Directors of finance have been all-powerful in most sectors for hundreds of years, frequently first in line for a vacant chief executive position. But in the public sector that influence has waned over the last 20 years with the rise of technology.

This article was originally published in the MJ

Technology has automated many finance and audit functions and given non-finance managers access to powerful tools to undertake financial planning and analysis and presentation. At the same time, finance teams have gradually lost responsibility for IT as it became too important to be treated as a cost centre, controlled by the accountants.

And when the digital agenda arrived with a focus on process re-engineering and job design, finance teams were not seen as the natural inheritors.


But the role of finance directors, especially in the public sector, is changing once again to be the powerful centre of the organisation. Austerity and cuts mean council CEOs are looking for greater financial control and resource discipline across the business, giving Finance a mandate to intervene to ensure conformity, common and lean business processes and tight management of strategic risk.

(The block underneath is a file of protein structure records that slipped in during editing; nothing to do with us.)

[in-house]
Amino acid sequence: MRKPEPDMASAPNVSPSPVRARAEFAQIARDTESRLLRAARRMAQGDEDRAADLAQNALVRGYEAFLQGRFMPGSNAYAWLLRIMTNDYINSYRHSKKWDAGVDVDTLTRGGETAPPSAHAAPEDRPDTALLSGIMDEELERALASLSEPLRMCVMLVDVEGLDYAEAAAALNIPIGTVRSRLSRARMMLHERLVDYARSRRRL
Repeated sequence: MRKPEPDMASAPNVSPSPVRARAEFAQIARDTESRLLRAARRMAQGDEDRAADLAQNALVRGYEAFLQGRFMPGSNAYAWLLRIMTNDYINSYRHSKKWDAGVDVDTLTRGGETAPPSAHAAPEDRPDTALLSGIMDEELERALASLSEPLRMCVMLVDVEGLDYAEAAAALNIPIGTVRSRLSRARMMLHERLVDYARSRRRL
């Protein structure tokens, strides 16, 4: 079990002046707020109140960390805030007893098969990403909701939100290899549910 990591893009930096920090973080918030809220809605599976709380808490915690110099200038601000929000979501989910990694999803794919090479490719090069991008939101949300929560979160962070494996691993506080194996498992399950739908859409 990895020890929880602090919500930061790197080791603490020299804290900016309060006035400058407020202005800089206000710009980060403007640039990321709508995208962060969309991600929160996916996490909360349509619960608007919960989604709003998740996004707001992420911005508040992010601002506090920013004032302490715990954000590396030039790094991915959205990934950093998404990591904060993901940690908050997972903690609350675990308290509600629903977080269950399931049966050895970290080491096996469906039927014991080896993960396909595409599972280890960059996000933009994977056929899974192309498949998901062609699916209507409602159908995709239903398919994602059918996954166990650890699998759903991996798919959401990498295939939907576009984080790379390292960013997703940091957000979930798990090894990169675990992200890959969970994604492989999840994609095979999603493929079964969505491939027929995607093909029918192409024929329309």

Politicians are looking at the finance team in a new light too, to protect services by making resources go further, to invest reserves wisely to reduce operational overheads, to propose resource plans that support transformation and appropriate risk-taking.

And as councils are becoming more business-like and commercial, so finance leaders need more than strong financial skills. They need to judge investment in change programmes, define financial and other risks in shared and sold service proposals, lead complex business case and ROI development, and define due diligence on contracts and partnerships.

Some will say this was always part of the Finance role, but these more strategic activities often got swamped by day to day financial management and reporting – tasks which are now automated and devolved.

Mounting finance pressure means everything needs a business case to quantify the hard and soft benefits. Every service area needs to understand its operating costs and how resources can be better deployed. The emphasis is on growing the beans, not just counting them. Not all finance teams are there yet, all will seek to follow the trend and limit the proportion of time that used to be spent on operational accountancy.


In the days of (relative) public sector prosperity, councils were quick to accumulate 'best practice’. This is seen in policy and practices from frontline services to corporate support - from HR, procurement, IT, to public engagement. But this was mostly not accompanied by an understanding, challenge or assessment of the cost of ownership of these apparent exemplars.

This has included recognised and award-winning charter marks, IIP, ISO accreditation, ‘green’ and other policies and processes. Now every such practice is must challenge for its necessity and affordability, and no professional area is better placed to do this than Finance.